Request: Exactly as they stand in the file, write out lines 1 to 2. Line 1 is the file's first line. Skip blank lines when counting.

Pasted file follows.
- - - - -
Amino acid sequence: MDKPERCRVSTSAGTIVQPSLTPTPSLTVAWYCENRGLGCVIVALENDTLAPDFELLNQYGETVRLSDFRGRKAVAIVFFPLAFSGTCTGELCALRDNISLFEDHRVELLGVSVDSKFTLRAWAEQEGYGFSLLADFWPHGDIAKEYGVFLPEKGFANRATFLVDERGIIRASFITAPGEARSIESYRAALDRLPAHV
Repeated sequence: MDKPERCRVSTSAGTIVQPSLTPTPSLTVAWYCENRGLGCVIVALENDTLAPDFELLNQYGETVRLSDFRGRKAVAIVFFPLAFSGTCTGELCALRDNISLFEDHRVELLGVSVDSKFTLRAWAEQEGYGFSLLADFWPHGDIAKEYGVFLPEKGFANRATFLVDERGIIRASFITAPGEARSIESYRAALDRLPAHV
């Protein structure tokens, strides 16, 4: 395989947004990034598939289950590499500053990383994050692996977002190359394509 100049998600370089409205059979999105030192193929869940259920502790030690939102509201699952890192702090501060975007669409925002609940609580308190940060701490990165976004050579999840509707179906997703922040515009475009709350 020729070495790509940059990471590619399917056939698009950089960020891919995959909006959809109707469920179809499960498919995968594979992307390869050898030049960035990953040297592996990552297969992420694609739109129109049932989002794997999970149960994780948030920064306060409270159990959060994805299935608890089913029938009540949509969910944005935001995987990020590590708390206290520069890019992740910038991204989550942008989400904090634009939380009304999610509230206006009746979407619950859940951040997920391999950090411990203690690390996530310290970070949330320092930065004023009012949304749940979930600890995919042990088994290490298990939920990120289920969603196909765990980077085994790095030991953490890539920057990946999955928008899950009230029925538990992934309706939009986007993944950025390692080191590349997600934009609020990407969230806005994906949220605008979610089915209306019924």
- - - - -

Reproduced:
Amino acid sequence: MDKPERCRVSTSAGTIVQPSLTPTPSLTVAWYCENRGLGCVIVALENDTLAPDFELLNQYGETVRLSDFRGRKAVAIVFFPLAFSGTCTGELCALRDNISLFEDHRVELLGVSVDSKFTLRAWAEQEGYGFSLLADFWPHGDIAKEYGVFLPEKGFANRATFLVDERGIIRASFITAPGEARSIESYRAALDRLPAHV
Repeated sequence: MDKPERCRVSTSAGTIVQPSLTPTPSLTVAWYCENRGLGCVIVALENDTLAPDFELLNQYGETVRLSDFRGRKAVAIVFFPLAFSGTCTGELCALRDNISLFEDHRVELLGVSVDSKFTLRAWAEQEGYGFSLLADFWPHGDIAKEYGVFLPEKGFANRATFLVDERGIIRASFITAPGEARSIESYRAALDRLPAHV